Monday, January 16, 2006

The Role of the Architect

















Let’s tackle the difficult question: what do we think about Frank Gehry doing this project in our neighborhood? Our typical answer: Gehry is known to be a great architect, but there are real problems with this project. It’s too big, it’s too dense, the crowds will be unmanageable, people driving will take our spaces first, traffic is going to be even worse, the megablocks will detract from our streets, not enough public space, and it’s all private not public, why can’t we have a great pedestrian environment? We understand that the density is driven by the arena – the arena loses money so the real estate has to make it back. (Where’s a big media company when we need it?) Marty Markowitz wanted the team, and the deal made sense to the developers if they could make their profit on the real estate. How to sell it? Let’s get Frank! So here we are.

How much responsibility does the architect bear for the problems? Has Gehry’s predilection for hard street fronts determined the closing of streets? What can we say about his association with a plan that everyone knows is far too dense for the site?

Let’s start by acknowledging that an architect’s mission is different from that of a developer. People say different things about their intentions, but let’s be clear about the players’ respective roles. Architects want to make successful architecture; development teams require their projects to be profitable. And while it may be a good business plan for developers to try to gain popular approval for their projects, a good business plan is only a means to an end: the financial success of the project. In the pairing of developer and architect, let’s also keep in mind the primary relationship: the architect works for the developer, which despite the rhetoric is not a partnership. For better or worse, architects have virtually no say in the program, which includes total built area, area for different components, site limits, amount of parking, etc. These are critical items for determining the financial success of the project; in some projects an architect can weigh in, but they are always finally determined by the developer.

Given this relationship, it does help that Gehry is on the job. He will be more able to push for influencing the program and it’s disposition on the site than anyone else could in that role. From the public’s perspective there is a real advantage to having a star architect working on a project; a renowned architect has more clout to influence the program. Well-known architects can pick and choose commissions, and if a client proposes a direction that is not of interest, they can always decline to participate. Lesser known architects work at the behest of the client, knowing that satisfied clients will give them more work. A star architect plays to a different audience: his place in history. It behooves him to do the right thing, or to not do it at all.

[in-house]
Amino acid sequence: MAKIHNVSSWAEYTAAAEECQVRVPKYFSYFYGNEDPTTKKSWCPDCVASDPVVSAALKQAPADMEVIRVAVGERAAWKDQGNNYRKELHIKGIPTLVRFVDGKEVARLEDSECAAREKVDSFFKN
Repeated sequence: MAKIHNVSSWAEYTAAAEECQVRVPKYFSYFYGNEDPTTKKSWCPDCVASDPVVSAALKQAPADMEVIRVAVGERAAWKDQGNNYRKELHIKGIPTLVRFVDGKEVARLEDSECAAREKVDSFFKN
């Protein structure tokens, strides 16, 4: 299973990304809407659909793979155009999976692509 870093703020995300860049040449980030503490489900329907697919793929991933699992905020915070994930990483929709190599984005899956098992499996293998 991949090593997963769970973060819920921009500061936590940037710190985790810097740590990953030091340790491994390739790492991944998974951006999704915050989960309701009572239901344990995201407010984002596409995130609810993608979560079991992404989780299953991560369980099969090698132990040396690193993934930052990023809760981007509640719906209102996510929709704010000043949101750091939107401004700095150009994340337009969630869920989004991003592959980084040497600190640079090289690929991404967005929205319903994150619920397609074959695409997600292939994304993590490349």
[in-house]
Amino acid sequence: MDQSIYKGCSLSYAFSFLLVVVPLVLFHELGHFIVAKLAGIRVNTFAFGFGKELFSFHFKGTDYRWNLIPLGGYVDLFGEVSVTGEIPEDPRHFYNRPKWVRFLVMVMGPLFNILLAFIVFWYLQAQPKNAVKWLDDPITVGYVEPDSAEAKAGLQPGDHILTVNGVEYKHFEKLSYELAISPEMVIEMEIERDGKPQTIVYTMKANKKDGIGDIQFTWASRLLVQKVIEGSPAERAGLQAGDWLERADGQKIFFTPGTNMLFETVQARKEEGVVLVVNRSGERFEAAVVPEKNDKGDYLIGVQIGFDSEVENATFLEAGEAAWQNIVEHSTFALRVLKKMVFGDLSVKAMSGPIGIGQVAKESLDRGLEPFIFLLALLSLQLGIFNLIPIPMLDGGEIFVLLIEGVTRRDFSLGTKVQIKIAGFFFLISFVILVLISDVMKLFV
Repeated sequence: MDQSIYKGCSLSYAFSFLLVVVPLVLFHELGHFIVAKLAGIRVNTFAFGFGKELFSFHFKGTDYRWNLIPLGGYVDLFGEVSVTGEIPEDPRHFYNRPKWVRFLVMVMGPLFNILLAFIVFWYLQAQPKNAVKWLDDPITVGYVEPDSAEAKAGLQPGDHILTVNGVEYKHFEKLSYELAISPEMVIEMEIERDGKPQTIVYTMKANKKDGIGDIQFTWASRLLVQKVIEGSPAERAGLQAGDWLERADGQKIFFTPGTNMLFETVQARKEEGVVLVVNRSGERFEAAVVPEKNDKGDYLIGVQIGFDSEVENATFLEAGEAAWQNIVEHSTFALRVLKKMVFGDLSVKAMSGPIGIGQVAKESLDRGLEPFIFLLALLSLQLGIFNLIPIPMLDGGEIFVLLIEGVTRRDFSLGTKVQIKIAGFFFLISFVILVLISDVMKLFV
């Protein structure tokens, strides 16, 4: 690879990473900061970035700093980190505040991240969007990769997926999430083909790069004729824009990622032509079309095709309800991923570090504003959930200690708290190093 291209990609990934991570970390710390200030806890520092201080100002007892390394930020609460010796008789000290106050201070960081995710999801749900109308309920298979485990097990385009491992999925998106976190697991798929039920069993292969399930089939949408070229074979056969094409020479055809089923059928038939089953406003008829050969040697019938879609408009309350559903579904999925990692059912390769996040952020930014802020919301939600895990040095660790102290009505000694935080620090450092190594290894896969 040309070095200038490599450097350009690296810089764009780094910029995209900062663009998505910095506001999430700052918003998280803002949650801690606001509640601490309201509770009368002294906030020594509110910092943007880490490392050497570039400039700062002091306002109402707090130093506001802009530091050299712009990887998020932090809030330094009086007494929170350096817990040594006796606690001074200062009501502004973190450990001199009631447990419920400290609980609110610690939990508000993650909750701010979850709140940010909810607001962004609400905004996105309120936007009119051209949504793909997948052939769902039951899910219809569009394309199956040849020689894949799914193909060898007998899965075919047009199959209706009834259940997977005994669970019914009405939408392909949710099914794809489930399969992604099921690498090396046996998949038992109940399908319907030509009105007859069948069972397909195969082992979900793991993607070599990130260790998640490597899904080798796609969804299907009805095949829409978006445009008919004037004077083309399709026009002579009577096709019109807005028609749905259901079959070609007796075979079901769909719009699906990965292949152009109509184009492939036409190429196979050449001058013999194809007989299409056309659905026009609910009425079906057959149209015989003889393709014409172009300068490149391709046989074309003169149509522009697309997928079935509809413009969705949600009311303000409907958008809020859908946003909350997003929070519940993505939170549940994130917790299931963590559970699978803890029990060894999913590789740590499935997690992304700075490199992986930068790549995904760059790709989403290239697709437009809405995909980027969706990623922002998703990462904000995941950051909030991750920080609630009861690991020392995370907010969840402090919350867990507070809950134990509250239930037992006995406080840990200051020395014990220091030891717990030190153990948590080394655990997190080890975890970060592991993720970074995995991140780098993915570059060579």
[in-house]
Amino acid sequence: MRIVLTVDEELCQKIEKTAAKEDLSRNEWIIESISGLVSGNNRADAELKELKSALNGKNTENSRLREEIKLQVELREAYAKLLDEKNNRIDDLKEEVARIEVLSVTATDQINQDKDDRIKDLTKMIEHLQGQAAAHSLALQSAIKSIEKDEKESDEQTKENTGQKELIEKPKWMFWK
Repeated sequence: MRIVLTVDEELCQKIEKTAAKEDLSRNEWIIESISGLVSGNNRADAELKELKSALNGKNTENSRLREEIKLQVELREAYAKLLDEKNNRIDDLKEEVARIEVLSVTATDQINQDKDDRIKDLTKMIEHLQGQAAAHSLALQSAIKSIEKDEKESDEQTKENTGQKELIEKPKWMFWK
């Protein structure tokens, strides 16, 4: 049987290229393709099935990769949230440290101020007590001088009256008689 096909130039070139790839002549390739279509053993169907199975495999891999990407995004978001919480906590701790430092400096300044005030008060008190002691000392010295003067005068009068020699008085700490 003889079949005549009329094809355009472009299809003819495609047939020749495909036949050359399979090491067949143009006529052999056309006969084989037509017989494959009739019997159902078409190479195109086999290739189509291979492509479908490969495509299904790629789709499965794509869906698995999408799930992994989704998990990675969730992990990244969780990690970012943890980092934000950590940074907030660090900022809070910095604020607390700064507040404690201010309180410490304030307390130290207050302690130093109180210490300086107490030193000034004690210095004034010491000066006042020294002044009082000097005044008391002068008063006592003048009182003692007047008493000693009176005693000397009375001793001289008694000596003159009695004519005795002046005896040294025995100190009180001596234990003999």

6 Comments:

Anonymous Anonymous said...

so what do we thing about ghery, who has expressed misgivings about the project? could he be persuaded to step down? does it matter to him that people don't want his project here?

4:14 PM  
Anonymous Anonymous said...

your argument would be much more convincing if you offered even one small example of a starchitect mitigating a mega-project or walking away from it in response to community concerns. is there an example? or are you totally working in the realm of theory as you architects so often tend to do?

10:04 AM  
Anonymous t said...

I do not think either anonymous 1 or 2 above get it. THIS IS NOT THEORY HERE FOLKS, THIS IS REAL.

Jonathan is NOT saying that Gehry will do what ever YOU want (Correct me if I have misrepresented your blog). What he is saying is that Gehry is more likely to deviate and argue with the developer than a lesser know architect (who needs more work and a pay check).

Gehry can walk out on this project at any time. After some media hype, he will go back to his great "track record" and build more buildings.

I think what Jonathan is suggesting (underneath the rhetoric) is that "we" are better able to influence the direction of this project with Gehry than some lesser know architect.

(By the way, it is more difficult for Forest City Ratner to fire Gehry than some lesser known architect...)

Again, this is not THEORY, but fact. So, instead of wishing for Gehry to step down, you should be thinking of ways to persuade him to design this site in a way that suits the needs of the community.

9:24 PM  
Anonymous M Rogers said...

My concern is that Gehry becomes another Libeskind-at-the-WTC. He is initial window-dressing for the project but as "economic realities" intrude, he is gradually moved off-stage and the developer does what he wants. Which, given Ratner's track record, could be ugly indeed.

3:44 PM  
Blogger Jonathan said...

I agree they were both brought on to sell the project, and neither really has experience in the type of project they were proposing to do, but otherwise the situations are very different. In the final selection of the WTC masterplan, Libeskind’s offered a phasing strategy that was synchronized with the demands of the other players on the site, which is the reason he was selected. He was never selected for any of the buildings. Unlike Gehry, Libeskind was not brought on by the developer, who always had his own ideas about who should design the office buildings. And the LMDC and the Port Authority had their own selection processes for their projects.

2:42 PM  
Anonymous Anonymous said...

t,

my question in the 10:04 post which you also fail to answer was this:

do you have a specific example from anywhere else in the country of a starchitect like Gehry telling a developer to go blow in the middle of a big project like this?

man, you architets... can't just answer a straight question.

10:21 AM  

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